Casting. A six-minute documentary co-directed and produced with Robert Y. Chang, exhibited in Artless Photographs, University Galleries on Sycamore, FotoFocus Biennial, Cincinnati, Ohio, October 1–27, 2011

Artless Photographs, exhibition co-curated with Lee Douglas, University Galleries on Sycamore, FotoFocus Biennial, Cincinnati, Ohio, October 1–27, 2011


Sadre-Orafai, Stephanie and Darcie DeAngelo. 2021. Translucent Methods. Visual Anthropology Review 37(2): 219–24. DOI: 10.1111/var.12255

McDonald, Fiona P., Stephanie Sadre-Orafai, and Darcie DeAngelo. 2021. Reframing Activism, Labor, and Collaborative Futures in Visual Anthropology. Visual Anthropology Review 37(1): 3–7. DOI: 10.1111/var.12237

McDonald, Fiona P. and Stephanie Sadre-Orafai. 2020. Empathy, Care, and Dialogue: Transforming Visual Anthropology’s Publics. Visual Anthropology Review 36(2). DOI: 10.1111/var.12224

Sadre-Orafai, Stephanie and Fiona P. McDonald. 2020. Reframe, Redesign, Realign. Visual Anthropology Review 36(1): 3–7. DOI: 10.1111/var.12204


Invited Presentations

2024   Designing Women: Real People, AI Models, and the Promise of Representation, Department of Anthropology Colloquium, University of Texas at Austin
2022   Critical Visions, with Kat Timm. Research and Discussion Group, Center for Public Engagement with Science
2022   Daring Realness. Daring Media online workshop, Brandenburg Center for Media Studies, Potsdam, Germany–Center for Film and Media Studies
2020   Design + Anthropology. The Myron E. Ullman, Jr. School of Design 2020 Faculty Lecture & Discussion Series, University of Cincinnati
2019   On Human and Non-Human Types. Department of Anthropology Colloquium, University of California, Irvine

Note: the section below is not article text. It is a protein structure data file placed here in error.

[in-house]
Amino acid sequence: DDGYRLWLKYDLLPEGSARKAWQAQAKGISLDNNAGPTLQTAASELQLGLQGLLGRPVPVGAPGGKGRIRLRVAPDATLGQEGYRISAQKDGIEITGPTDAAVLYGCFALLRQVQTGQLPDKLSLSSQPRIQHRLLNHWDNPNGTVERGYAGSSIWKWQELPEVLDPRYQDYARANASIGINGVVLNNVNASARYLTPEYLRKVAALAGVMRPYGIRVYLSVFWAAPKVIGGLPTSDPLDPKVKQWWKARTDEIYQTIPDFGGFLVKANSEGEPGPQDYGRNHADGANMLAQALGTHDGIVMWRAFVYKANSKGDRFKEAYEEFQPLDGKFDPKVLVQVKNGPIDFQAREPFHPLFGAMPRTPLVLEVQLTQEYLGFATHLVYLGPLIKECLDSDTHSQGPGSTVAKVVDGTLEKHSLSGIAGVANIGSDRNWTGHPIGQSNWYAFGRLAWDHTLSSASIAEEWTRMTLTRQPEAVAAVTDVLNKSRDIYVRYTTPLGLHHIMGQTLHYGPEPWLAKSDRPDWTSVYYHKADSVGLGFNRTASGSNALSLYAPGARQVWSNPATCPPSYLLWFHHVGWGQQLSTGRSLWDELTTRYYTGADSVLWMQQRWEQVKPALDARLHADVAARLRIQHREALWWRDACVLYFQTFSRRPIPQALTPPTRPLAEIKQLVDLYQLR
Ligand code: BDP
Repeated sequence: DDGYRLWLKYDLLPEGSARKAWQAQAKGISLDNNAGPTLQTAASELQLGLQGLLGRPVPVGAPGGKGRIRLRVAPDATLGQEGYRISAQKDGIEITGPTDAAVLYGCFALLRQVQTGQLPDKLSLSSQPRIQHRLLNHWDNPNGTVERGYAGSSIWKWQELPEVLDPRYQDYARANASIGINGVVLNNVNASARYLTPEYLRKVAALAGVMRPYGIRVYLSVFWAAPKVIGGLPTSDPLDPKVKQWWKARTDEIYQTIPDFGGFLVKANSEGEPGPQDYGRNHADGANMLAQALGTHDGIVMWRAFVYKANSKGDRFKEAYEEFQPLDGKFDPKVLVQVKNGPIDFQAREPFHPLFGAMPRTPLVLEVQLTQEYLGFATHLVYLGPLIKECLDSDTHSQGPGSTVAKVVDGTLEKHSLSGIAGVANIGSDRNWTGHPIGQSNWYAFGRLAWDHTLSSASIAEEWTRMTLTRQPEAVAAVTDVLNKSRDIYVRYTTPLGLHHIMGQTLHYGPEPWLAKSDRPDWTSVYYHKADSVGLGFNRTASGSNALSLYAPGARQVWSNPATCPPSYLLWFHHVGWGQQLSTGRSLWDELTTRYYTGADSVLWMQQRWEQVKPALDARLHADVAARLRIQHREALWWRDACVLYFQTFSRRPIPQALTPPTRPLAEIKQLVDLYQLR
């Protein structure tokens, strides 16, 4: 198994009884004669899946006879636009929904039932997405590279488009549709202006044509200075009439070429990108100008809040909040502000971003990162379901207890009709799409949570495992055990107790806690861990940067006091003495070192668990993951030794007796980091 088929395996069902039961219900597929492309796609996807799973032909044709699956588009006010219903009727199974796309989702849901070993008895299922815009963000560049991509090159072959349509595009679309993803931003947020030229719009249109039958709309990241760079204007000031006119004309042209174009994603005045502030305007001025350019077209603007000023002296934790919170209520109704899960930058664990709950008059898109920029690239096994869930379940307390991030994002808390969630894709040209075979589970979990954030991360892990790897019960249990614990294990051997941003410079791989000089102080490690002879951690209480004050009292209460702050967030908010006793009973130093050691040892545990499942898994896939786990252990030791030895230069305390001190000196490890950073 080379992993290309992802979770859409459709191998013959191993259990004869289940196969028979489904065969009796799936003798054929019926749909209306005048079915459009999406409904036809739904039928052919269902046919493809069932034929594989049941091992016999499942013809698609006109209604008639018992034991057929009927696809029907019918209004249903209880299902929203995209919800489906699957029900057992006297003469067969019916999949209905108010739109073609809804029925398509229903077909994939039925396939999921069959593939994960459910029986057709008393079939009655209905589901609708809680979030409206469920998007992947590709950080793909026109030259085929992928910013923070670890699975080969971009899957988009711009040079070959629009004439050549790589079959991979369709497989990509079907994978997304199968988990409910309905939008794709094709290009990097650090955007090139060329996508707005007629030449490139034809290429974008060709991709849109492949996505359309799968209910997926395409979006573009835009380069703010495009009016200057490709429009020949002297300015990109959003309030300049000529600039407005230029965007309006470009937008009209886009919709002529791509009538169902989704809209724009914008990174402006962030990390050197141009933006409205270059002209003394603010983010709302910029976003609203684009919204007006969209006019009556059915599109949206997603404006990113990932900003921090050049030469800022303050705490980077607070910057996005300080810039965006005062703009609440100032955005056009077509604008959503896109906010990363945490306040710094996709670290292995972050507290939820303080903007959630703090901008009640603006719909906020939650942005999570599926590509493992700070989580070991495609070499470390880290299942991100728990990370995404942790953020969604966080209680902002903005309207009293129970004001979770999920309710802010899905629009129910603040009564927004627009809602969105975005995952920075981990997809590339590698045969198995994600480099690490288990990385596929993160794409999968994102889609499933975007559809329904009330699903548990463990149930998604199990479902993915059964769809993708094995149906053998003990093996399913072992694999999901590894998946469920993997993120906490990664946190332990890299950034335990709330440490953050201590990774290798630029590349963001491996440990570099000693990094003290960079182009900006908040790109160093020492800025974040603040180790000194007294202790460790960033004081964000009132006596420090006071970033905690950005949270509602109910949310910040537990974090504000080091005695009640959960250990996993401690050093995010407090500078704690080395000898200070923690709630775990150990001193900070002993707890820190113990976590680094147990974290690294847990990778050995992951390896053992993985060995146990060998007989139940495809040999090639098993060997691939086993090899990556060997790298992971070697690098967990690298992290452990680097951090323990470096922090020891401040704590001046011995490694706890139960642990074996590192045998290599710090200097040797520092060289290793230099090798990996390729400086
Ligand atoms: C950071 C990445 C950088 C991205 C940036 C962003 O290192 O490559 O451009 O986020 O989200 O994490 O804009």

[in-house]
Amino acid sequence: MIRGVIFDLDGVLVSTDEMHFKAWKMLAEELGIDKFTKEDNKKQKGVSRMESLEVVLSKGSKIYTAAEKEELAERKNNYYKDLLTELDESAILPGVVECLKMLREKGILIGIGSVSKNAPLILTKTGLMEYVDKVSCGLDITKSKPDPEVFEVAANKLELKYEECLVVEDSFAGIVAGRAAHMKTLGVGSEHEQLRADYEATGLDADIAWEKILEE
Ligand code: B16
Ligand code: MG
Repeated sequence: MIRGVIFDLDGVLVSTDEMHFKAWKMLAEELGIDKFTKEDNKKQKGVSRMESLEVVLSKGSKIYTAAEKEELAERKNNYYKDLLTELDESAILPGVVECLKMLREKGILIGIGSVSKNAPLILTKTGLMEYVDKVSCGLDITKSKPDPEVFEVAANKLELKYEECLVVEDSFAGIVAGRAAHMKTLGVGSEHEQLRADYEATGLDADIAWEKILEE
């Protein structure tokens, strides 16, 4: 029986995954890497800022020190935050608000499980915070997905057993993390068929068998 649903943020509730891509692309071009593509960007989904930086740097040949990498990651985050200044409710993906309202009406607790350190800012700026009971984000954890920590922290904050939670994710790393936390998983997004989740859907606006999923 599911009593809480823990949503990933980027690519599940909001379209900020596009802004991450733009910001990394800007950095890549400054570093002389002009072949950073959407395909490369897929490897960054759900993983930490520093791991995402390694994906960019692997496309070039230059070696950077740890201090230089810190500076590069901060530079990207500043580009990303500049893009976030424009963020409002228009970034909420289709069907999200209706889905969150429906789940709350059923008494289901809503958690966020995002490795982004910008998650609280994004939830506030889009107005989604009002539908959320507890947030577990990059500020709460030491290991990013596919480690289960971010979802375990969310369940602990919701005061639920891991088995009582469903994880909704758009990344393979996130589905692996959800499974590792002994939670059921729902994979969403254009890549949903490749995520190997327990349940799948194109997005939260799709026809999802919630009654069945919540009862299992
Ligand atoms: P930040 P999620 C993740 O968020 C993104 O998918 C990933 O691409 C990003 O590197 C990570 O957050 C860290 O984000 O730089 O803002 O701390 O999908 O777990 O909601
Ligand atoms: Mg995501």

2019   The Eye and the Body. Center for Interdisciplinary Inquiry–The Symposium on Fashion, Pennoni Honors College, Drexel University
2017   Making Faces: New York Type Ephemera and the Visual Encoding of Difference. Bard Graduate Center
2016   On the Strategic Non-Use and Insistent Use of Photography—The Future of Visual Anthropology. Ethnographic Terminalia
2014   Visual Anxiety and Expert Logics of Type Production. LETStudio Open Seminar, University of Gothenburg, Sweden
2014   Modeling Numbers: Race, Age & Health in the New York Fashion Industry. Departments of Sociology, Anthropology & GSFS, Oberlin College
2013   Fashioning Models, with Elizabeth Wissinger. Fashion Culture Series, The Museum at FIT, Fashion Institute of Technology
2013   Mugging the Archive: Traces of Encounters, Spaces of Imagination. Thinking Memory through Space Symposium, Goldsmiths
2012   Race, Realness, and the New York Fashion Industry. Department of Sociology Colloquium, University of Cincinnati
2011   Culture and Media and the New York Fashion Industry. Culture and Media @ 25: Past, Present, Future, New York University
2010   Recasting Fashion Image Production. Locating Fashion/Studies: Research Sites & Practices Symposium, Parsons The New School for Design

Commentary and Discussion

2023   Roundtable Panelist, Collective Politics and Print Practices between Design and Anthropology, AAA Annual Meeting
2023   Roundtable Panelist, Design Anthropology at the Crossroads, SfAA Annual Meeting
2022   Roundtable Panelist, Unsettling the Page: Graphic Design, Visual Anthropology & the Futures of Image-Driven Scholarship, AAA Annual Meeting
2021   Breakout Room Panelist, Anthropology and the Public: Pressing Questions, Responsibilities and Opportunities, Cool Anthropology virtual workshop
2015   Discussant commentary for Educational Infrastructures, AAA Annual Meeting
2011   Roundtable Panelist, As If: Ethnographies of the Subjunctive, ASA Annual Meeting